GREAT LAKES AT A GLANCE
Lots of water
· The five lakes cover an area nearly the size of Oregon.
· The lakes' water could cover the contiguous states to a depth of 9 feet. Commerce
· 67,000 jobs
· $5 billion annual incomeRegional recreation
· 16,000 miles of shoreline
· 3.7 million registered boats
· 18,875 campsites
· 329 boat rampsShips
· Largest are 1,000 feet long
· Cargo weighs up to 70,000 tons
· Crews range from 21 to 27 peopleCargo
· Ships carried 103.8 million tons of cargo between U.S. ports in 2005. Sources: Great Lakes Information Network, U.S. Army Corps of Engineers, U.S. Transportation Department
Great Lakes compact at the center of great debate
The Milwaukee suburb of New Berlin gets half its water from the Great Lakes and half from underground wells that are tainted with radium, a radioactive element.
The city of 38,500 has a simple solution to its water problem: draw more water from Lake Michigan, 10 miles away. That probably won't happen.
New Berlin may look like a typical Midwestern suburb, but it's really a border town - on the edge of the Great Lakes watershed - and the west side of town is on the wrong side of the water slope.
A new multistate agreement working its way through state legislatures builds a legal wall around the largest source of fresh water in the world. The deal would ensure that no Great Lakes water is ever shipped outside the region - not in pipes to Arizona, not in ships to Asia, not even to Madison, Wis., or Columbus, Ohio.
The Great Lakes Water Resources Compact was signed last December by the governors of the eight states that border the lakes - Minnesota, Wisconsin, Illinois, Indiana, Ohio, Michigan, Pennsylvania and New York - and the premiers of the Canadian provinces of Quebec and Ontario. The agreement requires approval of state legislatures before it is sent to Congress for final approval. Ohio's Legislature is expected this week to become the first to approve the pact. New York's may approve it later this month.
"This is not a water grab," says Sam Speck, director of the Ohio Department of Natural Resources. "It's a commitment to protect a resource in the face of climate change and other challenges."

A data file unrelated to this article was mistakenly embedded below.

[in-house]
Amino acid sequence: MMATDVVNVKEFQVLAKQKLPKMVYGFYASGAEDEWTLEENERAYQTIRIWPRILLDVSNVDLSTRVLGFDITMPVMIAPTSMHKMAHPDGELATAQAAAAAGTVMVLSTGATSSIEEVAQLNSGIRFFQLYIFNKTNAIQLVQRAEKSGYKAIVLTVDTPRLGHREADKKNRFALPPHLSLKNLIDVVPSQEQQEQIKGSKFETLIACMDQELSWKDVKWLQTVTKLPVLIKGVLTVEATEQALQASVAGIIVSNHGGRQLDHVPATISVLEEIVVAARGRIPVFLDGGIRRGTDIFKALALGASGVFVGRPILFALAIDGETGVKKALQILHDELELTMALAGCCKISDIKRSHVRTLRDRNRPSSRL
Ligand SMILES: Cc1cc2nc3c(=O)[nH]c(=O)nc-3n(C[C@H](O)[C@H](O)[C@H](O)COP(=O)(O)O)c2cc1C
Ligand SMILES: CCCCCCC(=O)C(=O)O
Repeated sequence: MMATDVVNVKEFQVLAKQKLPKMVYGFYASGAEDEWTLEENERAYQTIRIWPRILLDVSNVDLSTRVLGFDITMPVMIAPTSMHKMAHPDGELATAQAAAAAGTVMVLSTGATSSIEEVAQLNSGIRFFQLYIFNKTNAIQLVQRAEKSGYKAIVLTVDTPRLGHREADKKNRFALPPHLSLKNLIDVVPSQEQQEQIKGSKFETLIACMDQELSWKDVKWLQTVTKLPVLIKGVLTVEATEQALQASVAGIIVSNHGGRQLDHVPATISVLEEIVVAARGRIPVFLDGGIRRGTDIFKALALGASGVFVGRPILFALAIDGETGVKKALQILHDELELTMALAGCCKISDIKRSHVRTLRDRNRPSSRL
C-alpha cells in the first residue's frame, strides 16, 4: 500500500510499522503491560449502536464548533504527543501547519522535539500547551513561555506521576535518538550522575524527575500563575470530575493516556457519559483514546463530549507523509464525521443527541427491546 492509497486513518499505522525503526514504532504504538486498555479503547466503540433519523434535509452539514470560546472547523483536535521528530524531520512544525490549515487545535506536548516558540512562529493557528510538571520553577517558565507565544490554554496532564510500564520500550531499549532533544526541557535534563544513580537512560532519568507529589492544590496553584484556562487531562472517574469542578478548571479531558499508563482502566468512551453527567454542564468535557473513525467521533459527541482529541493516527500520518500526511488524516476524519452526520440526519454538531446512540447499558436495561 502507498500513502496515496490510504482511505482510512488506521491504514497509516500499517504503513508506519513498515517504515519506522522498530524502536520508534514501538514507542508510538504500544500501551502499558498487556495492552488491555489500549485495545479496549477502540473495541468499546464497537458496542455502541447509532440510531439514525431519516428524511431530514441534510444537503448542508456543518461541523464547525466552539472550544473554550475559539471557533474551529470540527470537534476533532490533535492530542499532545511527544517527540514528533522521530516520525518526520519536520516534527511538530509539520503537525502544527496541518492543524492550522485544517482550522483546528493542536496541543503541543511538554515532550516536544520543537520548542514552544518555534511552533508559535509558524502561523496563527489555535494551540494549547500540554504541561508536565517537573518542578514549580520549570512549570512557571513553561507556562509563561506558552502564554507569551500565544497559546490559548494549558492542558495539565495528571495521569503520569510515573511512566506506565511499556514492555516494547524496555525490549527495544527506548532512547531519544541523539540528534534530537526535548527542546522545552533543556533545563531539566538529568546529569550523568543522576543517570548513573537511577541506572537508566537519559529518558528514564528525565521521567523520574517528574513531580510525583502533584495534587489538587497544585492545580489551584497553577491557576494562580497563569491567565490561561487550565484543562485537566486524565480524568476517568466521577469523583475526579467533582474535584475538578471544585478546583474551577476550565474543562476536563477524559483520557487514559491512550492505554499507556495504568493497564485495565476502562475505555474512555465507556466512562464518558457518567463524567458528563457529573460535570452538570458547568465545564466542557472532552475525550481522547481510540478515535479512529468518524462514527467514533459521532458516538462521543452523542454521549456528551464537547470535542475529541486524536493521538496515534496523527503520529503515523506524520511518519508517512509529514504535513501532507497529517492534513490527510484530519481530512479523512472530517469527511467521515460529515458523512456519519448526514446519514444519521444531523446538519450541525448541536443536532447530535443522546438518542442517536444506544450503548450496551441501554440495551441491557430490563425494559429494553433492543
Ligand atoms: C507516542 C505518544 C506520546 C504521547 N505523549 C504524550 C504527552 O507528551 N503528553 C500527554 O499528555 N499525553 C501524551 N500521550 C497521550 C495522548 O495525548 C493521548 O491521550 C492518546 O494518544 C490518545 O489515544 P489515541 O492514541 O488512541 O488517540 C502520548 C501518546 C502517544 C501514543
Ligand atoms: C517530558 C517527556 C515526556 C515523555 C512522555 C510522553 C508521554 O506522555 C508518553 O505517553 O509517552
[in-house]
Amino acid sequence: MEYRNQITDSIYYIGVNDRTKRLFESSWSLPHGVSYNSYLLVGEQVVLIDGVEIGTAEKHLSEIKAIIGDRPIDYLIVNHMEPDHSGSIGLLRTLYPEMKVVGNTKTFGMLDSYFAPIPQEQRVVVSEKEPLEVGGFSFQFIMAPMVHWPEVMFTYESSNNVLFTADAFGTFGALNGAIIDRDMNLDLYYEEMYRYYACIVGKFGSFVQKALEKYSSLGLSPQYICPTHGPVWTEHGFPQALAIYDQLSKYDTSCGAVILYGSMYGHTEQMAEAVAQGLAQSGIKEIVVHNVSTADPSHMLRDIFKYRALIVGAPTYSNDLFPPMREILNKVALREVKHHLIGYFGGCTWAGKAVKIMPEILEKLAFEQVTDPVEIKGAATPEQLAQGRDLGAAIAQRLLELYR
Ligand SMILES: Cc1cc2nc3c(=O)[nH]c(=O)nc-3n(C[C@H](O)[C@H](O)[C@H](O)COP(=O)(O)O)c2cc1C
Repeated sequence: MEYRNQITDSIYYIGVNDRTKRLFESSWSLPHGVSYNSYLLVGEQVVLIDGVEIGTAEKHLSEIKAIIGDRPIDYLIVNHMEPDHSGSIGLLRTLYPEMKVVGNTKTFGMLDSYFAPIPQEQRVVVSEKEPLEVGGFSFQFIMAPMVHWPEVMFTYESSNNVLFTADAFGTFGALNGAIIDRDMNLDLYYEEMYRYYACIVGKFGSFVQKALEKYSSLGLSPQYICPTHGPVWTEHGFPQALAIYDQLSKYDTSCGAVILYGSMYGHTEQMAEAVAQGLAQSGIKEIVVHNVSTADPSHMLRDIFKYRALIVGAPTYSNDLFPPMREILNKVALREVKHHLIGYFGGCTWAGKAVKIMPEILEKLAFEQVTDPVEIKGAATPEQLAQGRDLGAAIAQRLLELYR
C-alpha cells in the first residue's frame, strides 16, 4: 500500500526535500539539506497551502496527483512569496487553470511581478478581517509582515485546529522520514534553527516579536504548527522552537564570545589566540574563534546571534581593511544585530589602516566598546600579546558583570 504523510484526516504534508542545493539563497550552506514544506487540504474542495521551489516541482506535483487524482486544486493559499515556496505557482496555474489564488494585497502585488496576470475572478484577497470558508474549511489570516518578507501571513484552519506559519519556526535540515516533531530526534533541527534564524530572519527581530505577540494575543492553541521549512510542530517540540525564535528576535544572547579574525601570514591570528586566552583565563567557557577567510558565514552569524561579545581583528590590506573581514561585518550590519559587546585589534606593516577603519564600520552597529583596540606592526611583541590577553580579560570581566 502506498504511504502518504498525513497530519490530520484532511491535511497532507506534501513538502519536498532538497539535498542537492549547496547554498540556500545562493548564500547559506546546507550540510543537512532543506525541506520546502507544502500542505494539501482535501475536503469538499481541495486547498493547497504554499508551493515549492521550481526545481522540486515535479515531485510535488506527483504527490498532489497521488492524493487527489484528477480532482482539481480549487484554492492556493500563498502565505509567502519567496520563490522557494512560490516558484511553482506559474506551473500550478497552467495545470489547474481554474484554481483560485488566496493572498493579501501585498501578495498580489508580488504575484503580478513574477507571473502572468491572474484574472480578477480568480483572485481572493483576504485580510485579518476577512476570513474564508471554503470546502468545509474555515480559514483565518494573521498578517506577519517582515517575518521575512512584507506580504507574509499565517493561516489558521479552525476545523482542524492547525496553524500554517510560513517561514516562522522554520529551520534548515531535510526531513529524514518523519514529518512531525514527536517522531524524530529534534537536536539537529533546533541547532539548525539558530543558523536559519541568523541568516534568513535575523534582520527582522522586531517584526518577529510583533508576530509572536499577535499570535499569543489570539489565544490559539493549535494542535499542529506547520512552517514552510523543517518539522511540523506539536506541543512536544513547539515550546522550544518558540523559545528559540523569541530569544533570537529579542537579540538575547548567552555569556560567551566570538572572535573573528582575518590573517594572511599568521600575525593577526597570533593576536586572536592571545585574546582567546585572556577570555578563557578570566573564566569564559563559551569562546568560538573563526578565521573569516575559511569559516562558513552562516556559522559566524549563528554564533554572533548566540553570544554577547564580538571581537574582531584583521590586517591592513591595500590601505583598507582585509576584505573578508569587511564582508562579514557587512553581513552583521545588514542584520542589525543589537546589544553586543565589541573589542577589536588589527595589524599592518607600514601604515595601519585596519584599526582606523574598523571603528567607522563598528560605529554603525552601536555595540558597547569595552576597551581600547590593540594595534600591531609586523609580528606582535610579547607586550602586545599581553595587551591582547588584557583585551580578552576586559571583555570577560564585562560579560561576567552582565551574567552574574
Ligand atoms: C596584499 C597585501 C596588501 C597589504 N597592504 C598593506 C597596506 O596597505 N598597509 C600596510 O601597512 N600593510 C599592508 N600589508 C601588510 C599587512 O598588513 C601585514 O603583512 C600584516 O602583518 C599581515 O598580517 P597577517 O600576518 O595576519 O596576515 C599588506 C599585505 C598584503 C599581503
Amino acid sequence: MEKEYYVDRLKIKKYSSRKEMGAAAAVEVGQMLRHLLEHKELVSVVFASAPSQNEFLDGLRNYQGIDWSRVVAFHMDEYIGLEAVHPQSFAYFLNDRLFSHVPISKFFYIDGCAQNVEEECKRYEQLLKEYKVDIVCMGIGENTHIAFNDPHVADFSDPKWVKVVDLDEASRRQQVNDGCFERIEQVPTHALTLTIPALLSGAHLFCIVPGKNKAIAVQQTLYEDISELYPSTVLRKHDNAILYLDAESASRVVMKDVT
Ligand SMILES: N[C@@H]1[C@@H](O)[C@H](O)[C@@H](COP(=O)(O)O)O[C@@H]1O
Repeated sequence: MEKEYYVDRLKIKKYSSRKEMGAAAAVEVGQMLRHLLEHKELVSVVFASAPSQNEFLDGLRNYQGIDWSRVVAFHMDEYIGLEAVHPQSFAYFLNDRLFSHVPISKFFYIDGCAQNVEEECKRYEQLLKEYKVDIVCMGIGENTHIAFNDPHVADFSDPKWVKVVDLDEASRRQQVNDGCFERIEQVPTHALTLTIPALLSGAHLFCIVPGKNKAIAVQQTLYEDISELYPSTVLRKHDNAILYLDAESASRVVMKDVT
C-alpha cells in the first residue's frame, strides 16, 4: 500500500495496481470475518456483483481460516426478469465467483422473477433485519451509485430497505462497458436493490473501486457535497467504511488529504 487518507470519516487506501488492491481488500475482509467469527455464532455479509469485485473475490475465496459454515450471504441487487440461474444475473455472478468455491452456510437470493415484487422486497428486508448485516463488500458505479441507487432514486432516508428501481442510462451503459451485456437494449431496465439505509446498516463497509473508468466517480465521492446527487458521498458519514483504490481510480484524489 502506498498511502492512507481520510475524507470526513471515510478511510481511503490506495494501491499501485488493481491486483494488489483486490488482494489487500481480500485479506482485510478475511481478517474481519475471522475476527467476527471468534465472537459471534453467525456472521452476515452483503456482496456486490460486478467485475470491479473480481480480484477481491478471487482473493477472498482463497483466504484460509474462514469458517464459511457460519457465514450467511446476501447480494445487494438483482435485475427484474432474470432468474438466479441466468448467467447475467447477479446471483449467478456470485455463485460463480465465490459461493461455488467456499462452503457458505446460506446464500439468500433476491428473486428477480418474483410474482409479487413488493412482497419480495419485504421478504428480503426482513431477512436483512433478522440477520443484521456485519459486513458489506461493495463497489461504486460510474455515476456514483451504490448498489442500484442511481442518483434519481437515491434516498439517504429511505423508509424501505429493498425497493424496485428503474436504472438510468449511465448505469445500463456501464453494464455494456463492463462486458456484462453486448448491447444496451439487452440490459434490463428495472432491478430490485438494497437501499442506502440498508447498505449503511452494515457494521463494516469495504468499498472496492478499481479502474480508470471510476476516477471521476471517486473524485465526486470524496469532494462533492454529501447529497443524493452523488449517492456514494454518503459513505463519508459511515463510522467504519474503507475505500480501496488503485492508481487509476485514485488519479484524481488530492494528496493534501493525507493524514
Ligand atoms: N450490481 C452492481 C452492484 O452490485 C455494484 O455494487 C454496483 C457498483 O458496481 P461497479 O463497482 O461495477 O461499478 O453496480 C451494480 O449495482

The Great Lakes contain nine-tenths of the nation's fresh water and supply drinking water to 30 million people in Chicago, Toronto, Buffalo and elsewhere. The lakes are an economic engine and the cultural centerpiece for much of the upper Midwest. But the fragile ecology of the lakes has suffered from pollution, invasive species of fish and the diversion of water to support Chicago and other cities.
The new agreement would control who can use the water and how much. The eight states started work on the compact in 1999 when a Canadian company proposed shipping water in tankers from Lake Ontario to Asia. Other proposals had been floated over the years about piping Great Lakes water to Arizona, western Canada or elsewhere.
"We realized there was nothing legally to prohibit that kind of project or something similar," says David Naftzger, executive director of the non-partisan Council of Great Lakes Governors, which supports environmentally responsible economic growth.
The states and provinces reached a voluntary water deal in 2001, then spent four years trying to agree on language that could be put into law.
The compromise agreement lets "border communities" such as New Berlin apply to use Great Lakes water if they meet tough standards.
Limiting who gets the water Sunny Slope Road is the dividing line in New Berlin. One side of the road has access to all the Great Lakes water it needs. The other side can't get a drop without approval from the state and probably every other state, too. Michigan and environmental groups already have objected.
"It's such a political thing, I doubt it can happen," New Berlin utilities supervisor Rick Jackson says.
His city is under a federal order to reduce the radium in its west side water. The city will probably spend $4 million on a treatment plant to reduce the radium - a naturally occurring substance found in the area's deep well- instead of getting more water from Milwaukee, which supplies the east side of town.